Gaite said the case of local government employees is even more appalling because local government units are not required to follow the Salary Standardization Law 3. The law stipulates that the salary of the local government employees would be based on the income class and the financial capability of the city or town.

“An Accountant 1 for a local government and an Accountant 1 for a national government agency would perform the same task regardless of where you are situated. Yet, local government employees are receiving a very low pay,” Gaite said, adding that it runs contrary to one of the governing principles, as stipulated in the Salary Standardization Law 3, that government personnel would “be paid just and equitable compensation in accordance with the principle of equal pay for work of equal value.”

He added that it is unfair to say that the low salary of local government employees would suffice because of the so-called low costs of living in province. “The farther you are from Manila, the basic commodities and social services becoms more expensive,” Gaite said, citing oil as an example.

The implementation of the new salary grades for the local government is even delayed by several months. “In this case, they are deprived of their rightful salary twice,” Gaite said.


“It is infuriating to see this administration’s gall in allocating a huge amount for the President’s pork barrel while overworked and underpaid rank and file employees continue to live on the brink of poverty and destitution,” Gaite said.

Nartates, for her part, said their low wages coincides with threats on virtually removing their incentives even if there are provisions in the Salary Standardization Law 3 that supports their call. The said law stipulates that “a performance -based incentive scheme which integrates personnel and organizational performance shall be established to reward exemplary civil servants and well-performing institutions.”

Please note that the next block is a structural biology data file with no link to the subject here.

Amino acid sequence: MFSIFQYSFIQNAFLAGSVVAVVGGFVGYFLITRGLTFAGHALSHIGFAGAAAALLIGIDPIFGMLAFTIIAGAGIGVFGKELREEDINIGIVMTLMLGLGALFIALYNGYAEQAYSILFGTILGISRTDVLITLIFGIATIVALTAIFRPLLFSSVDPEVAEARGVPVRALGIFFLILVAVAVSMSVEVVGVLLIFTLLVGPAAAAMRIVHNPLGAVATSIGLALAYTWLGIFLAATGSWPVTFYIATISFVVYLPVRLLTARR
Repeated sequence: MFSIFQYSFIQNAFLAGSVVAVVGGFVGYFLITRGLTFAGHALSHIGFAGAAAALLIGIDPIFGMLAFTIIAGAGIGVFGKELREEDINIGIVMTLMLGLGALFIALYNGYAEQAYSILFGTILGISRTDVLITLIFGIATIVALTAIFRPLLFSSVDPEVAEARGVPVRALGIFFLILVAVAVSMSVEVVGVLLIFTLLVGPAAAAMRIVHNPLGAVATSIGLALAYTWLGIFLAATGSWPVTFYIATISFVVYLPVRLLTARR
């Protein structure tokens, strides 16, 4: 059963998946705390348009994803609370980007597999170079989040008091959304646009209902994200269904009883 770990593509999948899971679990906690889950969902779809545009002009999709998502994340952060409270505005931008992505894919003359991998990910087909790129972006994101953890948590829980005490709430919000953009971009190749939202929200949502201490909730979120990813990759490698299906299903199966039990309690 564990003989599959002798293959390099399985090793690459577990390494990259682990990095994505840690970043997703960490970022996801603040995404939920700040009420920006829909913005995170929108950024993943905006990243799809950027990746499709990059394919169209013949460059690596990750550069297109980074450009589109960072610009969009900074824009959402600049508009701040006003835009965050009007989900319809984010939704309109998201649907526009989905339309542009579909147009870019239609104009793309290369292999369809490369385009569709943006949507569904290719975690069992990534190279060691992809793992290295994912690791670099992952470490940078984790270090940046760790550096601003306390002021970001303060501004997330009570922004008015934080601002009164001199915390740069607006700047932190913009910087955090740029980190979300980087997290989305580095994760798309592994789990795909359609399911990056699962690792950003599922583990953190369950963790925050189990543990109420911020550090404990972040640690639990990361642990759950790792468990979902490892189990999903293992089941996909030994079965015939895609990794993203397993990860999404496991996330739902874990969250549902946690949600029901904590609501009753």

Nartates said under Aquino, claiming their Collective Negotiations Agreement incentive has become harder and almost impossible. Aside from reaching their target collections, she said the Department of Budget and Management’s circular letter stipulates that government agencies will use their declared savings.

“How could we have savings when the government continues to cut its funding for social services and yet require us to do so many tasks?” she said, “Where is the government’s consistency?”

Courage has earlier expressed its dismay over the DBM circular letter saying that it has “maliciously and purposely omitted the source of the fund.” The government union said he Salary Standardization Law 3 stipulates that benefits such as CNA incentive shall be provided under the General Appropriations Act.

“This is an attack on our rights as workers. It is also an attack on our rights to a decent living,” Nartates said.

When asked if Aquino is taking the straight path he promised during elections, Nartates said that he is. “But he did not mention that the straight path would be narrow, dark and rough.” (